The European Commission has announced plans for an interim 3% tax on the digital revenues of the biggest technology firms, including money generated by online advertising and the sale of user data.
The move will affect tech giants such as Amazon, Google, and Facebook (for whom it hasn’t been a good week).
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The proposed tax – which must be approved by all EU member states before it passes into law – will target companies with annual global turnover above €750 million ($921 million) and taxable revenues of €50 million that are generated within the European Union.
Estimated revenue is about €5 billion a year, collected from more than 100 companies.
Brussels is hoping to change global rules on how digital companies are taxed, to ensure they pay wherever they make sales and not just in the countries where they are physically located.
The aim is to cut down on tax dodging by some of the highest earning international companies.
International tax reform for the digital economy will take time to achieve, and the EU and US are part of more than 100 countries working with the OECD to agree on global rules.
The OECD has stated that it hopes to have a workable solution to the problem by 2020.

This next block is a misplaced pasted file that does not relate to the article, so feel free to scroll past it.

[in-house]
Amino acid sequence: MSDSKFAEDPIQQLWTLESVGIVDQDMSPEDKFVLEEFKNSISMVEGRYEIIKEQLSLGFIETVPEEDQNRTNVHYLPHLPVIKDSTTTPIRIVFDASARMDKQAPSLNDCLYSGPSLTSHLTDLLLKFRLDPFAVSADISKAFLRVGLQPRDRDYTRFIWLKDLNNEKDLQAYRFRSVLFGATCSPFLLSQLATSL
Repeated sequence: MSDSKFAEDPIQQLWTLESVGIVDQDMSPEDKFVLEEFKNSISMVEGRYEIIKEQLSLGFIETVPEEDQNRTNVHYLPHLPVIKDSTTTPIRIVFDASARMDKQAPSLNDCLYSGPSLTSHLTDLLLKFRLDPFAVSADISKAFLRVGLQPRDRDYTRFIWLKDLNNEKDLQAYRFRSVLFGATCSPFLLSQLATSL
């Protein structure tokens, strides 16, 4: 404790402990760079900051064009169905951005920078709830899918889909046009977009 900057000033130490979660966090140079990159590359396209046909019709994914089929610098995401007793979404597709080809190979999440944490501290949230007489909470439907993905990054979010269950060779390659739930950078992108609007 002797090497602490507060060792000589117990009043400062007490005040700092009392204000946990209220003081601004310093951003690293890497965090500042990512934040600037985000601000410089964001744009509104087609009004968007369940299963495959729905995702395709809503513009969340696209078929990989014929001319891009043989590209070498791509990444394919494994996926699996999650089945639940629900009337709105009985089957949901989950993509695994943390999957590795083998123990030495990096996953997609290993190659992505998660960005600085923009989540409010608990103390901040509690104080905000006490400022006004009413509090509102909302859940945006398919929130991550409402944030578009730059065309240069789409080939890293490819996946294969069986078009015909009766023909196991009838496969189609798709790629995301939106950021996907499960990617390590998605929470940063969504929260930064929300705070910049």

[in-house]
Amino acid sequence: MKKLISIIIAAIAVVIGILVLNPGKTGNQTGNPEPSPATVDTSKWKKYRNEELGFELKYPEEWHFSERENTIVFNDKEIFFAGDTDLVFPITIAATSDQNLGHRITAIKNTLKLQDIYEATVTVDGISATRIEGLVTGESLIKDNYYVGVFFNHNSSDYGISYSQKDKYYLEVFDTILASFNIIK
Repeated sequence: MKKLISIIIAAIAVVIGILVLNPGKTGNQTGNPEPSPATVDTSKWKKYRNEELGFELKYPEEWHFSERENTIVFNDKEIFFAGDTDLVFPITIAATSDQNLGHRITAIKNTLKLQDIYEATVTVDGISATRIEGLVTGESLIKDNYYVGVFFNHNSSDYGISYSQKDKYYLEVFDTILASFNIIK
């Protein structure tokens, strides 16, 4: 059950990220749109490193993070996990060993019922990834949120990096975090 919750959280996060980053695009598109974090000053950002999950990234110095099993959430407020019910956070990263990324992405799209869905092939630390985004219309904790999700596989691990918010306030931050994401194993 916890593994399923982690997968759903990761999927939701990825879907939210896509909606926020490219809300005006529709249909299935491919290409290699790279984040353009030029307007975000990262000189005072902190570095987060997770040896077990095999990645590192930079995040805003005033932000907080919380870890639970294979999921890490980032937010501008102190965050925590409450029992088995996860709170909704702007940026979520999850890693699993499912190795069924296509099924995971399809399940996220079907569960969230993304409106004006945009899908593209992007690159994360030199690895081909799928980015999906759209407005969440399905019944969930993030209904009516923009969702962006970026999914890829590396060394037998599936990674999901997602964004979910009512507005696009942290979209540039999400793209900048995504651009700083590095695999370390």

The tax announced today by the European Commission is intended as a stop gap before wider rules come into effect. It is accompanied by another plan to tax digital profits wherever they are generated, even if companies have no physical presence in the country.
The Commission calls this measure its “preferred long-term solution”.
Pierre Moscovici, European commissioner for tax, was quoted in the Financial Times saying:
The digital economy is a major opportunity for Europe and Europe is a huge source of revenues for digital firms. … (but) our pre-Internet rules do not allow our member states to tax digital companies operating in Europe when they have little or no physical presence here.
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That’s why we’re bringing forward a new legal standard as well an interim tax for digital activities.
The move towards increasing tax on digital companies faces significant opposition in the US, where many of the biggest firms are based.
The US Treasury Secretary Steven Mnuchin last week said:
The US firmly opposes proposals by any country to single out digital companies
In a statement issued today Valdis Dombrovskis, vice president of the European Commission, argued that changes to the way these companies are taxed are unavoidable.
Digitalisation brings countless benefits and opportunities. But it also requires adjustments to our traditional rules and systems. We would prefer rules agreed at the global level, including at the OECD. But the amount of profits currently going un-taxed is unacceptable. We need to urgently bring our tax rules into the 21st century by putting in place a new comprehensive and future-proof solution.